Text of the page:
Lazio, also known as Latium in the English speaking world, is one of the largest and most populated Italian regions. It is also the most visited, mostly because it is home to the capital Rome! And of course, the Eternal City is a great attraction with all its outstanding art, architecture and ancient ruins. In fact, Rome welcomes around 9 million tourists a year!
However Lazio isn’t just the capital, even if all roads lead to Rome! Lazio also has mountains, lakes, a beautiful coastline on the Tyrrhenian sea, many thermal baths dating back to Roman times and some of the most well-known Italian cuisine.
The hills in Lazio are rich and fertile making the cultivation of vegetables of all types easy. As a result veggies are an important part of the cuisine in this region. They are most often cooked with generous amounts of oil, herbs and garlic. Typical vegetables to look out for are Roman artichokes, chickpeas, fava beans, broccoli and zucchini flowers.
When it comes to meat dishes, many tend to be heavy and strong tasting, a throwback to the days of poverty when the rural population made do with the less popular and cheaper cuts of meat. Even today, traditional Lazio cuisine relies heavily on inexpensive cuts of meat. Offal is a popular buy at local butchers and although Rome’s more refined restaurants may not include it, traditional eateries still do. Other traditional meat dishes make use of oxtail, veal, lamb and pork. Chicken is used in Lazio more than in other regions and they also eat a fair amount of rabbit. Wild vegetables and herbs are gathered in the countryside along with snails which are a popular dish.
Because Lazio has a coastline, seafood and fish are also typical dishes. Excellent baccala (salt cod), deep fried seafood and grilled fish and prawns can be found in restaurants along the coast and in Rome.
Pasta in Lazio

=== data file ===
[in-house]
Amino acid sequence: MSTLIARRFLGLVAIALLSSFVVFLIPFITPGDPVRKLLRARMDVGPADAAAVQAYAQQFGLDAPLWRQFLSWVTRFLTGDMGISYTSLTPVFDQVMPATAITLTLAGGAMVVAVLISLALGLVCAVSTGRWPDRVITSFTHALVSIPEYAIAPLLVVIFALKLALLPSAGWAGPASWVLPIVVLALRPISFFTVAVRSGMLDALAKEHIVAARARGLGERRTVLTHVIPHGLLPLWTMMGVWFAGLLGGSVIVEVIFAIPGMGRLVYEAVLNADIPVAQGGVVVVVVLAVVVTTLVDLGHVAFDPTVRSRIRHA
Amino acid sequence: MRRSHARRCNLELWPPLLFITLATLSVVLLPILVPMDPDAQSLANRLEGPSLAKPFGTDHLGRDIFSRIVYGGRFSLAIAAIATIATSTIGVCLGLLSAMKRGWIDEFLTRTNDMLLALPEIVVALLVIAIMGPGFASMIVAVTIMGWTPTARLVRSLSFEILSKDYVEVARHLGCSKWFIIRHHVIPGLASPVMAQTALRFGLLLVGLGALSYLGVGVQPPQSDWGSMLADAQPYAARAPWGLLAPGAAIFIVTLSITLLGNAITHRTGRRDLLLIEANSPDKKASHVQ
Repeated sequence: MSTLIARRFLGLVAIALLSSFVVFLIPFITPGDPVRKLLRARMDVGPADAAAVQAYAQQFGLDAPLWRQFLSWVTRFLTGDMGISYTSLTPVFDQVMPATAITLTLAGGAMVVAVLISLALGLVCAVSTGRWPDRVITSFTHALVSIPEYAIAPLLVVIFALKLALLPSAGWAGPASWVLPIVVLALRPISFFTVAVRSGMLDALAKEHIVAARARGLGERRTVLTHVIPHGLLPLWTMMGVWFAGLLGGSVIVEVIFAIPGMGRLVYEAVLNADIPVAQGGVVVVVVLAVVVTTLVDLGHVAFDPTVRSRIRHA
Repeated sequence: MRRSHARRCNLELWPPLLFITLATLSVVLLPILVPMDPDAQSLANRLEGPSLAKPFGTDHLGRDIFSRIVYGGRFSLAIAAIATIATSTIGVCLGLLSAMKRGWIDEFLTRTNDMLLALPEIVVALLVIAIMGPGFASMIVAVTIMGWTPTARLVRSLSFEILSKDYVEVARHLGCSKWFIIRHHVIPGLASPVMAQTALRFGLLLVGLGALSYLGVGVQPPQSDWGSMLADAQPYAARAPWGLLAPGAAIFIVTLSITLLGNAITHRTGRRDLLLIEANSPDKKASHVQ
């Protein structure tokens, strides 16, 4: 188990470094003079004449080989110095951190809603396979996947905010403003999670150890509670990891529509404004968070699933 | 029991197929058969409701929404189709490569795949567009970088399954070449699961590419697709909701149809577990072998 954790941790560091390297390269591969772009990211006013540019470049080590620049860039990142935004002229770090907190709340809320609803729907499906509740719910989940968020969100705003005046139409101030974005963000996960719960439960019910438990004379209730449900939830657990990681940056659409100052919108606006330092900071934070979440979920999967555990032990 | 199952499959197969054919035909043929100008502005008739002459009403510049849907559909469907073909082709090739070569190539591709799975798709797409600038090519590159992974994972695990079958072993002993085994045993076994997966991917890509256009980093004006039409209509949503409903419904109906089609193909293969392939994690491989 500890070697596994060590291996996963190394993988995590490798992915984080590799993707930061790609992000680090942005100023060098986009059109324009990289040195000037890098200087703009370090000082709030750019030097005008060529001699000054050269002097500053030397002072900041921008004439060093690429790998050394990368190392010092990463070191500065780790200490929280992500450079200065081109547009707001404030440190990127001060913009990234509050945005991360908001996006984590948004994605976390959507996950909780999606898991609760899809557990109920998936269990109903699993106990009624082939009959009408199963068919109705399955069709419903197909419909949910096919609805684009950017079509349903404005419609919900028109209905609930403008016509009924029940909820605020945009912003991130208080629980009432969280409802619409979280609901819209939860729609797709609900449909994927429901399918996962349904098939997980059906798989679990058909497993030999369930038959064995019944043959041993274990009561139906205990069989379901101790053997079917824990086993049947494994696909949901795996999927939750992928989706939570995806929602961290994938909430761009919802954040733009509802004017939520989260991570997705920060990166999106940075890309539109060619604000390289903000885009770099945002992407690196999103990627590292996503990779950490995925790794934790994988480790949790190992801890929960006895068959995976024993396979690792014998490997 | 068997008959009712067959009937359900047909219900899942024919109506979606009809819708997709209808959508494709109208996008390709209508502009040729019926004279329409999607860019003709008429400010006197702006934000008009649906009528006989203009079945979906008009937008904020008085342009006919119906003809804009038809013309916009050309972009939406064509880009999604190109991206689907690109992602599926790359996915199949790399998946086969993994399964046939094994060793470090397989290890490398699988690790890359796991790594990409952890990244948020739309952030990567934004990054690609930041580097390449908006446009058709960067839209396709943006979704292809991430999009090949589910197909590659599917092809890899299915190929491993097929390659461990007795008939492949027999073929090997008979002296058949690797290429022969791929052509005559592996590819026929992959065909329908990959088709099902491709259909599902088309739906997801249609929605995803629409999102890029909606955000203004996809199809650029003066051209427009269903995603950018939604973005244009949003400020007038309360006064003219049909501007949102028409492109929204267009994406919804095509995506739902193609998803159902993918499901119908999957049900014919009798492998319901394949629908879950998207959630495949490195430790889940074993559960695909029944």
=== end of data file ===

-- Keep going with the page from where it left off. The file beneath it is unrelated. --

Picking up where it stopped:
Lazio pasta recipes make use of both fresh and dried pasta shapes. However, spaghetti is a firm favourite. Pasta sauces in this region are often quite simple and don’t always include tomatoes. Instead they use a lot of butter, oil and cheese, especially their famous sharp-tasting sheep’s milk cheese, Pecorino Romano.
The most popular and well-known pasta dishes include ‘lasagne or fettuccine al burro’. This dish involves taking strips of an fresh egg pasta and gently coating them in butter, cream and freshly grated Parmesan cheese. For heartier sauces the people of Lazio use pasta tubes. ‘Bucatini all’amatriciana’ is made with long thin pasta tubes and a spicy pork cheek sauce with grated Pecorino cheese and tomatoes. ‘Penne or bucatini all’arrabbiata’ is topped with a spicy tomato sauce seasoned with chili peppers and garlic. Rigatoni are traditionally served with a rich tomato sauce that contains beef intestines and is flavored with herbs, garlic and salt pork in a dish called ‘rigatoni con la pajata’.
Famous spaghetti recipes include ‘aglio, olio, peperoncino’ in which the pasta is dressed with extra virgin olive oil that has been heated with garlic, parsley and chili peppers; ‘Spaghetti cacio e pepe’ made with lots of black pepper and Pecorino Romano and, of course, ‘Spaghetti alla carbonara’ which needs little introduction!
Lazio cuisine also includes a number of pasta types not commonly found or consumed outside of the region. Typical Lazio pasta types include tonnarelli, sagne, quadrucci, maltagliati, frascatelli, ciacamarini and lombrichelli. I have tried some of these pasta types and hope to get the opportunity to try more of them in the near future. In the meantime, take a look at the Lazio pasta recipes I have already posted. I am sure you will like them!